Monday, June 21, 2010

Dark Star One

Dark Star One is one of the best games I've ever played.

It's the type of game that doesn't get made much anymore, a space combat sim along the lines of Privateer, Elite, and Freelancer. Two things to point out about that list: one, they are all classics; two, they are all 10 or more years old, with Elite hailing from 1984 when people played games on something called the Apple II.

Ok, enough arcane video game history. Let's cut right to the chase: Ever wanted to be Han Solo? If you just said yes, then you should be playing Dark Star One.

Dark Star One puts the player in control of a ship. Called, shockingly enough, the Dark Star One. This ship was your father's dream, built from alien technology, it can be expanded and modified greatly by finding alien artifacts scattered across the galaxy and incorporating them into the ship's design.

Thus over the course of the game, you literally will be able to expand the wings, hull and engines of the Dark Star One to suit the way you like to play the game.

Your father was murdered after completing the Dark Star One, which provides the main storyline of the game. However, this is a very sandboxy game and you can follow the main quest as much or as little as you like.

There's six basic ways to play the game:

  • Merchant: Buy low, sell high, profit. The trading system works well. You can look at your galaxy map and see what a system makes for export. If a system doesn't export a product, they probably have a need to import it, which is where intrepid merchant adventurers like yourself come in.
  • Smuggler: The dark side of being a merchant. Most systems have two trade goods that are listed as illegal. Interestingly, these vary from system to system. What's illegal in one star system might be perfectly legal in another. There seems to be a limited number of products that rotate through the illegal list though: spirits (alcohol), drugs, androids and video games. Yes, video games. Selling these illicit goods is risky but extremely profitable.
  • Mercenary: It's a big galaxy. People need things done. At every trade station you find a job board with missions, ranging from fetching an abandoned cargo container and delivering it, to taking on an entire gang of criminals in deep space. There's many different kinds of missions. Succeed and you get paid.
  • Bounty Hunter: Some people in space are bad. In fact some of them are straight up scumbags who prey on the innocent merchants of space. Blowing these pirates out of the sky is not just a good deed though. It's also rewarded in cold, hard, creds.
  • Pirate: There's fat merchant ships out there with cargo. Being a merchant isn't hard at all when you blow ships up and steal their goods to sell yourself. That's a profit margin of around 100% in fact (minus whatever you paid for missiles).
  • Killer: This is about as bad as it sounds. See those space patrols that try and keep smuggling and piracy in star systems down? Ever want to blow them up? Well then this is for you.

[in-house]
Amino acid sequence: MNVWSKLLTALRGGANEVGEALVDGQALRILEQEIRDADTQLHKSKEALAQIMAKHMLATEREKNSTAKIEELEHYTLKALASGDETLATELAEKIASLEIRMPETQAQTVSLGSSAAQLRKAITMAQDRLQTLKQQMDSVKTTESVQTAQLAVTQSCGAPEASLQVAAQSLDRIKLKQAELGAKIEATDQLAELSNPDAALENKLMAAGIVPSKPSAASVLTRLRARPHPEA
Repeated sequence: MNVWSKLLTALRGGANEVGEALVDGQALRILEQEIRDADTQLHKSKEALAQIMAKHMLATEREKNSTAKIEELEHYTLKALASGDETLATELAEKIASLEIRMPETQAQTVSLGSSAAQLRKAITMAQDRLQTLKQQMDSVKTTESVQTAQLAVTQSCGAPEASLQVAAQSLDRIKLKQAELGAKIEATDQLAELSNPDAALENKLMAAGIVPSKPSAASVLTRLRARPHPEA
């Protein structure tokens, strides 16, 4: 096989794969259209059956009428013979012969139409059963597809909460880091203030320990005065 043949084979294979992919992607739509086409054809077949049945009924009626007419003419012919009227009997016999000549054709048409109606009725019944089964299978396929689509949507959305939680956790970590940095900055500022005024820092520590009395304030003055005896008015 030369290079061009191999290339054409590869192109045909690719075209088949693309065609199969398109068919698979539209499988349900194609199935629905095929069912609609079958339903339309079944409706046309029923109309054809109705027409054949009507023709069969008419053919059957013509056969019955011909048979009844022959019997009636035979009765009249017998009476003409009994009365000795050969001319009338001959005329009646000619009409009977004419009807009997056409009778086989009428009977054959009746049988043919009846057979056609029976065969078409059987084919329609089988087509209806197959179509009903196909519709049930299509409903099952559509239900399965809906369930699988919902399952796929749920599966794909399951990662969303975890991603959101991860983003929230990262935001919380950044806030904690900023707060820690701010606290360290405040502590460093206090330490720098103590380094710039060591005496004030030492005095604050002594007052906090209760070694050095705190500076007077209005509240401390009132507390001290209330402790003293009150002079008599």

In general, you'll wind up doing a few of these. You can do any of them as much or little as you like, along with hunting down alien artifacts to upgrade your ship and following the story quests to pursue your father's killer.

After you do a certain type of activity enough times, you become known for it through the game's Reputation mechanic. Many of these reputations are beneficial.

Trade a lot of merchandise, for example, and you become known as a merchant, getting a discount when you buy exports.

On the other hand, become known for being a killer and the cops target you for elimination on sight.

Again depending on how you play the game, you can gain multiple reputations. For example, in the current game I'm playing, I'm known as a Mercenary, a Merchant and a Bounty Hunter, with a dash of smuggler mixed into my rep.

There's dozens of star systems to explore, and your ability to range further from home is unlocked in part through your own explorations and in part through the main questline. There's half a dozen alien races to meet and interact with.

There's a PC version out now, which is the version I am playing. This has good graphics but the cutscenes are a bit basic, with mediocre voice acting and so-so animations. However, the actual gameplay outside of the cutscenes is amazing.

Also, the game comes at a steep discount. I got my copy in a bundle with two other games for $10 on Steam.

For those who want better graphical presentation (at a higher price point), there's also a X-Box 360 version on the way.

In short, if you love sandbox games in a sci-fi setting, with a good story, great gameplay and almost complete freedom, then Dark Star One is a game you should check out.


Preston said...

Thanks for the review. I'll definitely keep an eye out for this.

mikelaff said...

darkstar one was great. I got stuck in one of the maze missions and never finished unfortunately

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